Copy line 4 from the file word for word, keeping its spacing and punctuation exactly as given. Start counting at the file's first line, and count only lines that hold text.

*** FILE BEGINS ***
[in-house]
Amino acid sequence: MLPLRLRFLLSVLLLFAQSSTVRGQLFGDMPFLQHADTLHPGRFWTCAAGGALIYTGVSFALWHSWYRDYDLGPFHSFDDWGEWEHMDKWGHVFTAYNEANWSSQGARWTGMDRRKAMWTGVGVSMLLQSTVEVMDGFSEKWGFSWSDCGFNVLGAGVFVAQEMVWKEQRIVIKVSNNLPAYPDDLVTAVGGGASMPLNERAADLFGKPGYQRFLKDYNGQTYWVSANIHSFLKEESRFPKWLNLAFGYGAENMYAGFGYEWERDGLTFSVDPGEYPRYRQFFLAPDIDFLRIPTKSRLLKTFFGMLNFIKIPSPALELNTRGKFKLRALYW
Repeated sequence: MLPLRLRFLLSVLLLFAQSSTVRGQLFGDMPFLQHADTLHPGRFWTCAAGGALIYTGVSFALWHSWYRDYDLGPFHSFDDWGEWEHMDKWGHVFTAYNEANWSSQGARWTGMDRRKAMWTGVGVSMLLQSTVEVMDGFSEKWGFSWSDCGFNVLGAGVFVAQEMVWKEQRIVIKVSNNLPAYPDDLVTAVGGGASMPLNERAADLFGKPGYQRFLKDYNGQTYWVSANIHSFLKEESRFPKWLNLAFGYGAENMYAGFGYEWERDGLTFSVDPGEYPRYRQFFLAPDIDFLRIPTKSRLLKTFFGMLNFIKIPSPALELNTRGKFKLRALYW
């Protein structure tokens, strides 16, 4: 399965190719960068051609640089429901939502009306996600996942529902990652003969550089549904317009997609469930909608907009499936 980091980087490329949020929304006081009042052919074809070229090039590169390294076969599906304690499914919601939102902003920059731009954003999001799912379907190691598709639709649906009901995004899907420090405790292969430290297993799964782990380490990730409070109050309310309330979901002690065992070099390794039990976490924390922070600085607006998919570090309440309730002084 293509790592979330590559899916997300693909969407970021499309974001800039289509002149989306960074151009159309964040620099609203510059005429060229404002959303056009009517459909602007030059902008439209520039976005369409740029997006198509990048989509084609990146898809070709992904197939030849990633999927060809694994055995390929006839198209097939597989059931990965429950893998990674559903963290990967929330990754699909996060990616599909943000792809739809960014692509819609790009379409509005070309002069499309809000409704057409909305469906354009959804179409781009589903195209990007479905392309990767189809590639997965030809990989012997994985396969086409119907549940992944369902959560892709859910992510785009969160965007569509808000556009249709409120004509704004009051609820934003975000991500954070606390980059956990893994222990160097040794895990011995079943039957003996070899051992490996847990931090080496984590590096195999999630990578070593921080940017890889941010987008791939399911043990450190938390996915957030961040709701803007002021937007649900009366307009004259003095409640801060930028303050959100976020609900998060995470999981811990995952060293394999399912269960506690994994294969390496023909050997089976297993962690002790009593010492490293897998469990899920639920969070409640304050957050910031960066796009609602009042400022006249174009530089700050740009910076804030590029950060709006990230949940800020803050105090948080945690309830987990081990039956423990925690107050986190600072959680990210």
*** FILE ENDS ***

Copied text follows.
């Protein structure tokens, strides 16, 4: 399965190719960068051609640089429901939502009306996600996942529902990652003969550089549904317009997609469930909608907009499936 980091980087490329949020929304006081009042052919074809070229090039590169390294076969599906304690499914919601939102902003920059731009954003999001799912379907190691598709639709649906009901995004899907420090405790292969430290297993799964782990380490990730409070109050309310309330979901002690065992070099390794039990976490924390922070600085607006998919570090309440309730002084 293509790592979330590559899916997300693909969407970021499309974001800039289509002149989306960074151009159309964040620099609203510059005429060229404002959303056009009517459909602007030059902008439209520039976005369409740029997006198509990048989509084609990146898809070709992904197939030849990633999927060809694994055995390929006839198209097939597989059931990965429950893998990674559903963290990967929330990754699909996060990616599909943000792809739809960014692509819609790009379409509005070309002069499309809000409704057409909305469906354009959804179409781009589903195209990007479905392309990767189809590639997965030809990989012997994985396969086409119907549940992944369902959560892709859910992510785009969160965007569509808000556009249709409120004509704004009051609820934003975000991500954070606390980059956990893994222990160097040794895990011995079943039957003996070899051992490996847990931090080496984590590096195999999630990578070593921080940017890889941010987008791939399911043990450190938390996915957030961040709701803007002021937007649900009366307009004259003095409640801060930028303050959100976020609900998060995470999981811990995952060293394999399912269960506690994994294969390496023909050997089976297993962690002790009593010492490293897998469990899920639920969070409640304050957050910031960066796009609602009042400022006249174009530089700050740009910076804030590029950060709006990230949940800020803050105090948080945690309830987990081990039956423990925690107050986190600072959680990210």